Role of angiotensin converting enzyme and other peptidases in in vivo metabolism of kinins.
Arterial plasma kinins and mean arterial pressure were measured in intact and bilaterally nephrectomized rats infused with vehicle or bradykinin to study the role of 1) angiotensin converting enzyme (ACE) and other peptidases and 2) the kidney (a kininase-rich organ) in the metabolism of kinins in vivo. Before the infusion, rats were pretreated with vehicle, enalaprilat (an ACE inhibitor), or a cocktail of kininase inhibitors containing 1) enalaprilat, 2) DL-2-mercaptomethyl-3-guanidinoethyl-thiopropanoic acid (MGTA), a carboxypeptidase N inhibitor, 3) phosphoramidon, a neutral endopeptidase 24.11 inhibitor, and 4) bestatin, an aminopeptidase B inhibitor. In the rats with vehicle (n = 8), the cocktail did not significantly increase endogenous kinins (from 31 +/- 6 to 41 +/- 9 pg/ml, p = 0.94). In the rats infused with bradykinin (peptidase substrate), plasma kinins increased threefold in the group pretreated with the vehicle, 21-fold in the enalaprilat group, and 22-fold in the cocktail group. These increases were doubled by nephrectomy but were not affected by ureteral ligation. In the groups pretreated with the cocktail or enalaprilat, the hypotensive effect of bradykinin was correlated with plasma kinin concentration (r = 0.75, p less than 0.001). After bradykinin infusion was stopped, plasma kinins decreased by half in 10-12 seconds in the rats pretreated with vehicle, enalaprilat, or cocktail. We concluded that ACE and the kidney are important to the metabolism of circulating kinins while carboxypeptidase N, neutral endopeptidase 24.11 and aminopeptidase B are not. We also concluded that other tissue peptidases, not affected by either the above inhibitors or nephrectomy, play an important role in kinin metabolism.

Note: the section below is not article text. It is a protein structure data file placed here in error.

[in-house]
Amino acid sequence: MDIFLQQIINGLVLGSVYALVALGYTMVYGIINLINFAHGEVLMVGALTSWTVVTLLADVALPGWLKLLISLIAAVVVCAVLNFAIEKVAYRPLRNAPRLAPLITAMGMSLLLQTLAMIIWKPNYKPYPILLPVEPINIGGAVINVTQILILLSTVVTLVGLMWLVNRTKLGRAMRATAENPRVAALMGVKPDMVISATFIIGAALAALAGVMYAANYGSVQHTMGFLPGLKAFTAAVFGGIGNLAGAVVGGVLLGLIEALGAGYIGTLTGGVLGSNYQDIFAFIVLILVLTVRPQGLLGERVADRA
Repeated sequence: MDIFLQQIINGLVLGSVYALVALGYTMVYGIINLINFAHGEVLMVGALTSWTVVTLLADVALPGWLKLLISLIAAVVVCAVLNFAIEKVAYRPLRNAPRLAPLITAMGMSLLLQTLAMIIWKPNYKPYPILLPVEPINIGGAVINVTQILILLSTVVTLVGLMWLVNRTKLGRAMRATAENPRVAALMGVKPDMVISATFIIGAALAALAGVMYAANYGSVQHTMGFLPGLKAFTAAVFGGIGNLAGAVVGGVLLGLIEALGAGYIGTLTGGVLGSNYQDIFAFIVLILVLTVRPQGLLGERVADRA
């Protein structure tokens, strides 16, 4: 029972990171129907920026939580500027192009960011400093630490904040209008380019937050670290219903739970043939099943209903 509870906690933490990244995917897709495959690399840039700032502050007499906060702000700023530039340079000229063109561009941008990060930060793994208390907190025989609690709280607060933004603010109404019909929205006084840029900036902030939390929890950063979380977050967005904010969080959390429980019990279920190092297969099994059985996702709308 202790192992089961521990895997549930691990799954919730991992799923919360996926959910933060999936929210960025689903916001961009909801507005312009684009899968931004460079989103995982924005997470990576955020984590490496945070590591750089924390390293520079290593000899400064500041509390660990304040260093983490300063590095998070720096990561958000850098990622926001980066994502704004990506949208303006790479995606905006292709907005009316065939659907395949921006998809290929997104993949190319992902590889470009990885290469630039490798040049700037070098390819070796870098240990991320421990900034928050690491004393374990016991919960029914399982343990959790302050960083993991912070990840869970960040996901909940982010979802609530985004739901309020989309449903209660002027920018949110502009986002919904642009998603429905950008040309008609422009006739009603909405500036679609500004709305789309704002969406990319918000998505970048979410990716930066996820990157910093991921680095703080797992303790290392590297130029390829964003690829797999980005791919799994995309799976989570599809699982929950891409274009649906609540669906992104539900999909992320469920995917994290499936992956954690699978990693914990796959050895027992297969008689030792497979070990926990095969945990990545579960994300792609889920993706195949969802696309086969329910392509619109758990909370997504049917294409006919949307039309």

- Copyright © 1989 by American Heart Association